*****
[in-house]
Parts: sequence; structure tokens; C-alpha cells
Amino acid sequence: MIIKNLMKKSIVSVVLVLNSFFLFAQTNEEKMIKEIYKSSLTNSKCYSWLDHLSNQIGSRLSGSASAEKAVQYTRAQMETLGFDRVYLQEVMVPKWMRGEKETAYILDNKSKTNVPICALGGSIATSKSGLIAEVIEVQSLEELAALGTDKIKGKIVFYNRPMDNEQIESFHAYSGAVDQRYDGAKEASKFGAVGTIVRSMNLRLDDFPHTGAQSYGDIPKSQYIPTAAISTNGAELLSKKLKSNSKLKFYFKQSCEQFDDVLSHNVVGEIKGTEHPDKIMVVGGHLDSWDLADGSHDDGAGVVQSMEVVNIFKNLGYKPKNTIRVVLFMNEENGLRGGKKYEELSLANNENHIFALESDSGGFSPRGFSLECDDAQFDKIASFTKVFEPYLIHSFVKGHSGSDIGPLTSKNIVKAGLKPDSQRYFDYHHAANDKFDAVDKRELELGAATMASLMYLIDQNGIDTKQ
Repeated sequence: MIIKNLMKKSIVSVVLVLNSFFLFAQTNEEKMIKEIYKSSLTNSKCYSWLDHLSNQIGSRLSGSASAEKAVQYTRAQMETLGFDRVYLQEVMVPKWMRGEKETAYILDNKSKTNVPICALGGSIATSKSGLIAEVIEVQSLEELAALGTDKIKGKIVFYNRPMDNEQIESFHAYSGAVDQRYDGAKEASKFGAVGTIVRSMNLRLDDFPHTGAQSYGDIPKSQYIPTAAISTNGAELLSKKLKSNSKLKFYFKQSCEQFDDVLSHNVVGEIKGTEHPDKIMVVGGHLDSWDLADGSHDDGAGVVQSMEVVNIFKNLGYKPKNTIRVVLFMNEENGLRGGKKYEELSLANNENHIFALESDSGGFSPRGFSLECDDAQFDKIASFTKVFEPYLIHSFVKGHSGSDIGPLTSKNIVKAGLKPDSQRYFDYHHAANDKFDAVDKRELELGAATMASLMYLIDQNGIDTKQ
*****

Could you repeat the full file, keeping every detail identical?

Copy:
[in-house]
Parts: sequence; structure tokens; C-alpha cells
Amino acid sequence: MIIKNLMKKSIVSVVLVLNSFFLFAQTNEEKMIKEIYKSSLTNSKCYSWLDHLSNQIGSRLSGSASAEKAVQYTRAQMETLGFDRVYLQEVMVPKWMRGEKETAYILDNKSKTNVPICALGGSIATSKSGLIAEVIEVQSLEELAALGTDKIKGKIVFYNRPMDNEQIESFHAYSGAVDQRYDGAKEASKFGAVGTIVRSMNLRLDDFPHTGAQSYGDIPKSQYIPTAAISTNGAELLSKKLKSNSKLKFYFKQSCEQFDDVLSHNVVGEIKGTEHPDKIMVVGGHLDSWDLADGSHDDGAGVVQSMEVVNIFKNLGYKPKNTIRVVLFMNEENGLRGGKKYEELSLANNENHIFALESDSGGFSPRGFSLECDDAQFDKIASFTKVFEPYLIHSFVKGHSGSDIGPLTSKNIVKAGLKPDSQRYFDYHHAANDKFDAVDKRELELGAATMASLMYLIDQNGIDTKQ
Repeated sequence: MIIKNLMKKSIVSVVLVLNSFFLFAQTNEEKMIKEIYKSSLTNSKCYSWLDHLSNQIGSRLSGSASAEKAVQYTRAQMETLGFDRVYLQEVMVPKWMRGEKETAYILDNKSKTNVPICALGGSIATSKSGLIAEVIEVQSLEELAALGTDKIKGKIVFYNRPMDNEQIESFHAYSGAVDQRYDGAKEASKFGAVGTIVRSMNLRLDDFPHTGAQSYGDIPKSQYIPTAAISTNGAELLSKKLKSNSKLKFYFKQSCEQFDDVLSHNVVGEIKGTEHPDKIMVVGGHLDSWDLADGSHDDGAGVVQSMEVVNIFKNLGYKPKNTIRVVLFMNEENGLRGGKKYEELSLANNENHIFALESDSGGFSPRGFSLECDDAQFDKIASFTKVFEPYLIHSFVKGHSGSDIGPLTSKNIVKAGLKPDSQRYFDYHHAANDKFDAVDKRELELGAATMASLMYLIDQNGIDTKQ